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Atlantic Coast Pipeline isn’t what our state needs

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The Atlantic Coast Pipeline, a 600-mile natural gas pipeline from West Virginia through Virginia and eight eastern North Carolina counties proposed by Dominion, Duke Energy and other partners is a project that is not needed.

A brochure published by Dominion titled “Powering the Future” states that the project would bring $1.6 million in annual local property tax revenue to Northampton County by 2022. These tax payments would depend on whether the pipeline actually runs at full capacity; less natural gas running through the pipeline means less money to counties.

Duke Energy and Dominion have touted the thousands of jobs that the ACP would bring, but the project would only create 18 permanent jobs in North Carolina, which has been documented in the federal Environmental Impact Statement.

Solar jobs have grown 12 times faster than overall U.S. jobs. 85 percent of clean energy development in N.C. has been in Tier 1 and Tier 2 counties — the most economically challenged. The average wage for a solar-related job is $21 an hour. This wage would be more than enough for a single person living in Northampton or Robeson counties where the living wage is $10.23 an hour, and the living wage for a household of two adults and one child, with 1 adult working, is $20.98 an hour.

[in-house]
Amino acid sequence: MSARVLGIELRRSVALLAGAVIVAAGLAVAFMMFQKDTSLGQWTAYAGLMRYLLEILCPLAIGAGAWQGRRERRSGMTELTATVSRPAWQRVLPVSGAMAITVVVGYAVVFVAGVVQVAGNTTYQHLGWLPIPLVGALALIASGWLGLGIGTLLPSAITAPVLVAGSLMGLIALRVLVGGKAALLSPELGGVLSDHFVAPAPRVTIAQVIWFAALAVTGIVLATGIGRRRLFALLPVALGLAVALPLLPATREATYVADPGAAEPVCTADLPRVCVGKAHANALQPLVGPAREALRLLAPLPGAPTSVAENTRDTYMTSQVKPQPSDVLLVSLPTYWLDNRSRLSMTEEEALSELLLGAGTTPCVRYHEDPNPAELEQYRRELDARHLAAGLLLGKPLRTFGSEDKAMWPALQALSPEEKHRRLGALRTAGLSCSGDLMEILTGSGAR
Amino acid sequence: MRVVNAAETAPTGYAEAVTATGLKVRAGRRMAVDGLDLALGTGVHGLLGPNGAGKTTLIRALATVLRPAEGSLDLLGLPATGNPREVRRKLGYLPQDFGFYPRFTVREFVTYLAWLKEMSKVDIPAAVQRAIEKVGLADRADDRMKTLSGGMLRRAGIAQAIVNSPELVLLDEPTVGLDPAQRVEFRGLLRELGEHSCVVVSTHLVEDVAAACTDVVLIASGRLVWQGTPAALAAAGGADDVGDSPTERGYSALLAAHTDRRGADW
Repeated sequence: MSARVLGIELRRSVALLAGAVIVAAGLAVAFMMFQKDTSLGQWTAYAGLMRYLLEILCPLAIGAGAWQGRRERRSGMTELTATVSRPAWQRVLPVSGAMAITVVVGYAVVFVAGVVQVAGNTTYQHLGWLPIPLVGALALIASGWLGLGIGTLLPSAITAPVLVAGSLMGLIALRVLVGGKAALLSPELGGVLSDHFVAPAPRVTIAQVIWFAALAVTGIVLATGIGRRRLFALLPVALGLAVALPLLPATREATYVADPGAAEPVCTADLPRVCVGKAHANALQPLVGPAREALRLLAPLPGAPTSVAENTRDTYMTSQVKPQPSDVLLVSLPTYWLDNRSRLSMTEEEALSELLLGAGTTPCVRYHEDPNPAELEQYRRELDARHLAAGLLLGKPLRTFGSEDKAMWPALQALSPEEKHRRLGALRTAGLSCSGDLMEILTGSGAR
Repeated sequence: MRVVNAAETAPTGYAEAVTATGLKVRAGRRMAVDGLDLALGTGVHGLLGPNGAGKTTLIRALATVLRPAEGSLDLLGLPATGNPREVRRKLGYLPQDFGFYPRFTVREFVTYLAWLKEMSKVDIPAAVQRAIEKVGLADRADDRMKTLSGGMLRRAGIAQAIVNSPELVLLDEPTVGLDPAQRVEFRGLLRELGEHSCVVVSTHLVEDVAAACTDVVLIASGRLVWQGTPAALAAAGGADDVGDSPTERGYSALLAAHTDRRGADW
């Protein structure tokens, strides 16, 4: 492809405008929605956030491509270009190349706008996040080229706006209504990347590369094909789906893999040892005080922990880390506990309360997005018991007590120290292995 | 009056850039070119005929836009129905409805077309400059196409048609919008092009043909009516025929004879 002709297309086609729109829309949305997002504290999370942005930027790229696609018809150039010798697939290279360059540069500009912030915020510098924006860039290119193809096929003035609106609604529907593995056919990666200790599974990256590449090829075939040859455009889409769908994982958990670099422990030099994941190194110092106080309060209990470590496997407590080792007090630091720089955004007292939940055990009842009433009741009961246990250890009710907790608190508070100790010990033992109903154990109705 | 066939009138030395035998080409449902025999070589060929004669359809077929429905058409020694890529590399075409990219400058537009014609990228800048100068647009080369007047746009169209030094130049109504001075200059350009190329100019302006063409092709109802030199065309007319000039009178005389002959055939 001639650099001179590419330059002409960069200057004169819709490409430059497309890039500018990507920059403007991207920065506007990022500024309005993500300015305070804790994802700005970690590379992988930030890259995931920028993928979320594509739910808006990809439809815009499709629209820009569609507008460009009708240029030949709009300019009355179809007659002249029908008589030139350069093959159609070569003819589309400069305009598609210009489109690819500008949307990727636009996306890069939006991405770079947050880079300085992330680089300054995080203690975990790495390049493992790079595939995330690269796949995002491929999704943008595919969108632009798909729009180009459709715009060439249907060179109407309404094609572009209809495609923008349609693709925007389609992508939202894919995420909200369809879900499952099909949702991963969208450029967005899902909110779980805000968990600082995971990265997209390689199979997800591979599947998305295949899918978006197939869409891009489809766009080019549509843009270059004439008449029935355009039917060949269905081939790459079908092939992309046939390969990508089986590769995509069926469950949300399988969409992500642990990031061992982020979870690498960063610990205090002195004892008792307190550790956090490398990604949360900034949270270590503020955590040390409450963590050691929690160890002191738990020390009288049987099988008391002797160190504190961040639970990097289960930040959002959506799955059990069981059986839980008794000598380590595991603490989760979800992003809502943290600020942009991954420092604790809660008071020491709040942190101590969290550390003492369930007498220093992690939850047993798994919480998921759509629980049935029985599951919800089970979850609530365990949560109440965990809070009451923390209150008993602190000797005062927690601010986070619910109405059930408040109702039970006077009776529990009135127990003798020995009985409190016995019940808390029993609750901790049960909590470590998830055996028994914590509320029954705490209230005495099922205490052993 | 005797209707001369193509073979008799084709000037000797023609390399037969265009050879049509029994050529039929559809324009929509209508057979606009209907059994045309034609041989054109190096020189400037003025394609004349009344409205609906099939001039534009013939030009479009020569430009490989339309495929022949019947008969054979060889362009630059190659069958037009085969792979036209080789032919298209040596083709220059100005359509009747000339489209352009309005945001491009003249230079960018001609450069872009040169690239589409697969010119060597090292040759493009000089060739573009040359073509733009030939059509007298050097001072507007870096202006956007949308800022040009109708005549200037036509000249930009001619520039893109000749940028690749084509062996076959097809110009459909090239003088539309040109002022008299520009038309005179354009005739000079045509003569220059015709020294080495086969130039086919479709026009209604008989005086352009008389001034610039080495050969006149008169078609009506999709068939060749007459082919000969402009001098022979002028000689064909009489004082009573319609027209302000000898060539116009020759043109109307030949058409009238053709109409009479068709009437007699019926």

From 2007-15 there has been $12 billion in economic activity in N.C. from clean energy — energy efficiency, solar, wind, biomass and other resources — as well as the equivalent of 82,400 full-time jobs. Taxpayers spent $322 million on tax rebates for clean energy; those investments brought back $529 million in state and local taxes, that’s a $1.50 return on every $1 spent. We make money off of clean energy every time we invest!

We should not be investing in a natural gas pipeline that is going to be paid for through rate increases on all of our Duke Energy or Dominion electric bills. Let’s invest in the best interest of North Carolina residents. Let’s invest in clean energy.

Marvin Winstead

Nash County

Ericka Faircloth

Clean Water for NC, Durham

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